Underlining the World Wide Fund for Nature (WWF) – Morocco on World Day Without Plastic Bags, building a circular plastic economy is a collective project that should involve all relevant stakeholders.
In a statement, the fund emphasized the role that all stakeholders should play “to find the most appropriate model for regional and national specifications”.
Morocco, as a country that has opted to move towards a green economy through a number of institutional projects linked to various sustainable development objectives, has, since 2016, banned the use of plastic bags at a national level, WWF – Remembered Morocco.
The decision, which demonstrates the state’s environmental commitment, is even more significant as it is now accompanied by an awareness of the need to implement an efficient and sustainable circular economy, the same source noted, noting that The new growth model has really underscored. The importance of this structure and the required project.
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World Day without plastic bags, observed every year on July 3, is an occasion to take stock of the problem of plastic pollution, the statement said. WWF-Morocco reports that national and international reports and lists show “marine plastic pollution that is reaching dangerous levels and which contributes to the pollution and degradation of natural ecosystems”.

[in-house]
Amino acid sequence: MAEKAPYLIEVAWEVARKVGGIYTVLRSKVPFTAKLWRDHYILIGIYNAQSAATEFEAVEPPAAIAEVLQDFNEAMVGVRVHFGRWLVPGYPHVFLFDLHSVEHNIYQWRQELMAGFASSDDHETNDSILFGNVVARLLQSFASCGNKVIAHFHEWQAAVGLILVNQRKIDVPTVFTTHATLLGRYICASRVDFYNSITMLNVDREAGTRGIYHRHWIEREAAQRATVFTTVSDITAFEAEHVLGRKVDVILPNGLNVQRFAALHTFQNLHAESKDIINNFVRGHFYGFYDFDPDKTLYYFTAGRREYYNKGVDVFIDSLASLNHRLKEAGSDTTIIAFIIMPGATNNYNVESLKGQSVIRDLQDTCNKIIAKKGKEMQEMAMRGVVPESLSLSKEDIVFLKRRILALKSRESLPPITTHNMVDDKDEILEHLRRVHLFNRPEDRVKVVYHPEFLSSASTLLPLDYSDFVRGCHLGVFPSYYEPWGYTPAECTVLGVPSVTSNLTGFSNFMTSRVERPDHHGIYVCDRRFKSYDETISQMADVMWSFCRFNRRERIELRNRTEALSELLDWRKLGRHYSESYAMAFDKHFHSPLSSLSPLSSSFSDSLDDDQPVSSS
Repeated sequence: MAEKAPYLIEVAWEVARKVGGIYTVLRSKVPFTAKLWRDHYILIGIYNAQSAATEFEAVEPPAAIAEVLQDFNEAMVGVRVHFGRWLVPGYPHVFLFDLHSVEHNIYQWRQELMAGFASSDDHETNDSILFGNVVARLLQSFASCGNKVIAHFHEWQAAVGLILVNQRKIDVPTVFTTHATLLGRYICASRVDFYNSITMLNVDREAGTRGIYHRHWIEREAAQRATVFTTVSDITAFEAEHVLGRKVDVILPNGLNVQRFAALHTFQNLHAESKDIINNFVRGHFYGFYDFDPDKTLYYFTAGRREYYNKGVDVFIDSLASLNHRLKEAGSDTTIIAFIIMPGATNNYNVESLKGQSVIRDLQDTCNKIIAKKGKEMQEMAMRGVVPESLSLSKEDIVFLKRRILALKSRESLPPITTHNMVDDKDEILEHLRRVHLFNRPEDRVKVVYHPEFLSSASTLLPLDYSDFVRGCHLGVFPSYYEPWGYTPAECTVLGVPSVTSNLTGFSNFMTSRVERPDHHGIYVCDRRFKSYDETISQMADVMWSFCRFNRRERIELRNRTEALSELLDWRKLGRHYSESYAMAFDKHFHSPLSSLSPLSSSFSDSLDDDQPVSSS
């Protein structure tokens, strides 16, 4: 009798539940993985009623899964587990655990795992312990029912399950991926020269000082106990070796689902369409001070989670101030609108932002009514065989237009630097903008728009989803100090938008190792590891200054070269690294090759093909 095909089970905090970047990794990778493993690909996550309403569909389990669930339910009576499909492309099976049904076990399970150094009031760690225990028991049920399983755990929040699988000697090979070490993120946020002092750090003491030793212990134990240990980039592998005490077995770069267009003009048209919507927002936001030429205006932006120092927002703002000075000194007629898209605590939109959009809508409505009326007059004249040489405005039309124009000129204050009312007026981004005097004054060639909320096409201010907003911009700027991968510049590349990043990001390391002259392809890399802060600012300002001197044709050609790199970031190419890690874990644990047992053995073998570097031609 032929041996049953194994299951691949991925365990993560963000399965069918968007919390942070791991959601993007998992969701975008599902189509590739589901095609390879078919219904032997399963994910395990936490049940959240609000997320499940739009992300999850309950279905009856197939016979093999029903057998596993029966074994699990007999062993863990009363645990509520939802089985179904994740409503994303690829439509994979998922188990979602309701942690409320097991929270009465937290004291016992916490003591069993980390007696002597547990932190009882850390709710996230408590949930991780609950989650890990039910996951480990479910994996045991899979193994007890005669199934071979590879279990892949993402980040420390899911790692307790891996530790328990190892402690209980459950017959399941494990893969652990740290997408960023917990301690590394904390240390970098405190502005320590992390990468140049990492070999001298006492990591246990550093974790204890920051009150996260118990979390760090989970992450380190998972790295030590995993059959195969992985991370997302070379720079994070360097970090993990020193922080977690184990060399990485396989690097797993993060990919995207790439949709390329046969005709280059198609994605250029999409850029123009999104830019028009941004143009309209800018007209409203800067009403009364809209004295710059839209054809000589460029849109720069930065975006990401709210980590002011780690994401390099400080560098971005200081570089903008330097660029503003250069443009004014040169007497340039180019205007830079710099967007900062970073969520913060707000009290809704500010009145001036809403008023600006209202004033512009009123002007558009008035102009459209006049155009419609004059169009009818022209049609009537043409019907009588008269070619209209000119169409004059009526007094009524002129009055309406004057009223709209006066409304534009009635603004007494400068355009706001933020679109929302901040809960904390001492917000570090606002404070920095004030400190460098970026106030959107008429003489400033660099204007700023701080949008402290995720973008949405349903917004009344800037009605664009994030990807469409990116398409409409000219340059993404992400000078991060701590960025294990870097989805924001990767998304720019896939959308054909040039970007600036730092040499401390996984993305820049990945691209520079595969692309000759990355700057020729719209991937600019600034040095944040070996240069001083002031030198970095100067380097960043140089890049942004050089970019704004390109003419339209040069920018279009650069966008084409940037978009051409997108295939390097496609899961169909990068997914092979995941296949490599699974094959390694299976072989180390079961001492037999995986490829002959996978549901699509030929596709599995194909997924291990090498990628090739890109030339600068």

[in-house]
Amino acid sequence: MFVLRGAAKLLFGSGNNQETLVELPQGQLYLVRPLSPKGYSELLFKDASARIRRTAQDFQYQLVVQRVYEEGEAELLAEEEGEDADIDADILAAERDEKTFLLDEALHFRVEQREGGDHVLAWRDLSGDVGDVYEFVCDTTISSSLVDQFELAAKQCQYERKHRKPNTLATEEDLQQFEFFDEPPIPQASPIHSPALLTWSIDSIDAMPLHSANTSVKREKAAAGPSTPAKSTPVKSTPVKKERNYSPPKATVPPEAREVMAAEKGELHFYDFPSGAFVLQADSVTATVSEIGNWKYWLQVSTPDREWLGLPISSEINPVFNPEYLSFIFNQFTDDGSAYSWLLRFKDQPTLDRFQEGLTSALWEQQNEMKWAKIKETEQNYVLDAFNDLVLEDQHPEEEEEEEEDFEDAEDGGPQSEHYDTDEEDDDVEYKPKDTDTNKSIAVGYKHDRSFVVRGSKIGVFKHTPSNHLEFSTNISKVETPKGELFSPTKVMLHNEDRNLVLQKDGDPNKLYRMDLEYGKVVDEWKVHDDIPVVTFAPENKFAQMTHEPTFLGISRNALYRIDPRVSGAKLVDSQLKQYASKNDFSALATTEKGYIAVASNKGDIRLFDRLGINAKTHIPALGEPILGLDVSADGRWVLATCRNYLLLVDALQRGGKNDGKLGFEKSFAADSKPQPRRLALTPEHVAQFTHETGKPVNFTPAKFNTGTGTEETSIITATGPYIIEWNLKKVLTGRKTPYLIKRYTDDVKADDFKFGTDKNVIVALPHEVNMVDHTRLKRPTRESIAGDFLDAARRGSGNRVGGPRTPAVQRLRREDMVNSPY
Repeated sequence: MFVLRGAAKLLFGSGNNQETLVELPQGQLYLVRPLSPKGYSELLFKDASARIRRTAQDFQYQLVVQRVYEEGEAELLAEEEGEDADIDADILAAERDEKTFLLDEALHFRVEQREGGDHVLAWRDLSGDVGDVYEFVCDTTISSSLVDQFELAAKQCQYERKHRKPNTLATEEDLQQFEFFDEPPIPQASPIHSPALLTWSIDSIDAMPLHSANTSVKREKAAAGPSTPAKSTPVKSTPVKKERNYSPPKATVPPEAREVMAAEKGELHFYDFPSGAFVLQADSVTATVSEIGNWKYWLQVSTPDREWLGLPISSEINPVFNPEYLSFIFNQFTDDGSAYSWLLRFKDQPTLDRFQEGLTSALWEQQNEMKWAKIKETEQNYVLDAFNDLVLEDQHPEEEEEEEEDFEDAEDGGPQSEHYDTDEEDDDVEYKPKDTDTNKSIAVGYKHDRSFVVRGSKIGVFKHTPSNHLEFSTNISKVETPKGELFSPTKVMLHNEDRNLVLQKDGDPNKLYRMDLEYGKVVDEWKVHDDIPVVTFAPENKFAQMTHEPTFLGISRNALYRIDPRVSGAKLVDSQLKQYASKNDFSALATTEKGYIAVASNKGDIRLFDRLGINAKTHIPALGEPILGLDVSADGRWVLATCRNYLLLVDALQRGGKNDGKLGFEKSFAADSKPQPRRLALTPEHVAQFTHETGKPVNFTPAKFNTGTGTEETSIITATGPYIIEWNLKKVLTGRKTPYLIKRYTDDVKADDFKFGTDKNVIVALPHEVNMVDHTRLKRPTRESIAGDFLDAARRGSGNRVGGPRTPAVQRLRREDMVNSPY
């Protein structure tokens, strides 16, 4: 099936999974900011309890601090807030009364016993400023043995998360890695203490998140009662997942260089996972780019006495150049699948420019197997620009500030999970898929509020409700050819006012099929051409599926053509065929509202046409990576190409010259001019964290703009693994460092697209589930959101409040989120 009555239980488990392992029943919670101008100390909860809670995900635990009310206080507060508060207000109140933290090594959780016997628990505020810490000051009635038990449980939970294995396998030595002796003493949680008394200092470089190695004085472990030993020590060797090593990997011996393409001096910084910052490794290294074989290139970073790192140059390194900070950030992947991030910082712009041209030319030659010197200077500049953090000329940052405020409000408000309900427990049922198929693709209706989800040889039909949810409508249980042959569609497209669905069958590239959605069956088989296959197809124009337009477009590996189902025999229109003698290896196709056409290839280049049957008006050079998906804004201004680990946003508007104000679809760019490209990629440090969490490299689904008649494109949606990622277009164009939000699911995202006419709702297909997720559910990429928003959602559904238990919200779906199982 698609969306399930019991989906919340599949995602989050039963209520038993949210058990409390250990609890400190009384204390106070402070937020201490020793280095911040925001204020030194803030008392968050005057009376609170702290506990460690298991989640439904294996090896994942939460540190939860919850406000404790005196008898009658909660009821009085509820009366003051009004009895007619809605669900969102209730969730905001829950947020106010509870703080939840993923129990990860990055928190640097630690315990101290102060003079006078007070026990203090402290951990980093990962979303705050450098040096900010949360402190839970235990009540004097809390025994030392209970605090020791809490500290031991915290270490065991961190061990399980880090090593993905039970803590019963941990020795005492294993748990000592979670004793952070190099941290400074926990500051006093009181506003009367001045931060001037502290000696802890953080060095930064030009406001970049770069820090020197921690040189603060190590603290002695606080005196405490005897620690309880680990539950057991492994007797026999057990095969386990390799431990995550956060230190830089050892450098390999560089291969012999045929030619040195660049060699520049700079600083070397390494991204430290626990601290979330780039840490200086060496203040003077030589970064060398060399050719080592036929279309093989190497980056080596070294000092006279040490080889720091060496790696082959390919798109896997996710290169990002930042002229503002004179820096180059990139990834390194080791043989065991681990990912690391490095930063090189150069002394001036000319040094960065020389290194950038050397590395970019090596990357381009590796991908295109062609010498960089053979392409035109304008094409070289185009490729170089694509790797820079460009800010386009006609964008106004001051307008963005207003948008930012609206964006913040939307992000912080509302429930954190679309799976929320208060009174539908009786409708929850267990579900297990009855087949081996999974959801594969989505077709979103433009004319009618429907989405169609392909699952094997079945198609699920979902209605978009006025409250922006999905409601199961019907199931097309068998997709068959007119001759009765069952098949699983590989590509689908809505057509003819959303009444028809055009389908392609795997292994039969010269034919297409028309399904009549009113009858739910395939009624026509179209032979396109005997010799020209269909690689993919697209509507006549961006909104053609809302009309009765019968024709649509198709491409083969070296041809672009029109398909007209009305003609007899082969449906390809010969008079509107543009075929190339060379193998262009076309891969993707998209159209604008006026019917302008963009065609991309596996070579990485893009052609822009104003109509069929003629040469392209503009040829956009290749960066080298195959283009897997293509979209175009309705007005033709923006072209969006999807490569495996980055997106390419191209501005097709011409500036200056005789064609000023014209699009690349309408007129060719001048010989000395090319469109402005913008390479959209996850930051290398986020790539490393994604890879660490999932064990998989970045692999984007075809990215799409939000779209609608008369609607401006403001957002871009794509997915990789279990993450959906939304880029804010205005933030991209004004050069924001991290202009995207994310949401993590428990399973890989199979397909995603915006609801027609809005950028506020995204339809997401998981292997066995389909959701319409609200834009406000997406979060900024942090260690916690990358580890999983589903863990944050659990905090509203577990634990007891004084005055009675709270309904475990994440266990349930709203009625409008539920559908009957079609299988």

“It is estimated, in fact, that approximately eleven million tons of plastic waste enter the world’s oceans each year and these figures are expected to quadruple by 2050, with devastating effects on the world’s delicate balance. Marine ecosystems. This crisis, its Beyond environmental impact, it also represents a worrying health risk as it affects human livelihoods in a proportion that we are just beginning to understand,” the document reads.
« Plastic Smart Cities »
It is in this perspective that WWF has decided to join forces with global action to combat plastic pollution by establishing the “Plastic Smart Cities” initiative, which aims to mobilize and support urban areas and local authorities . Leakage of pollution in nature by 2030″.
The initiative is based on three key pillars: reduce, reuse and recycle, relying on the commitment and cooperation of all segments of society, namely the industrial sector, civil society, municipalities and governments.
The statement continued, “WWF is today proud to partner with Morocco and the local municipality of Tangier to bring this ambitious initiative with high social, economic and environmental added value.”
By supporting the city of Tangier, WWF-Morocco hopes to help “implement a strongly committed and ambitious national environmental policy in terms of sustainable development, circular economy and the fight against plastic pollution of natural ecosystems”.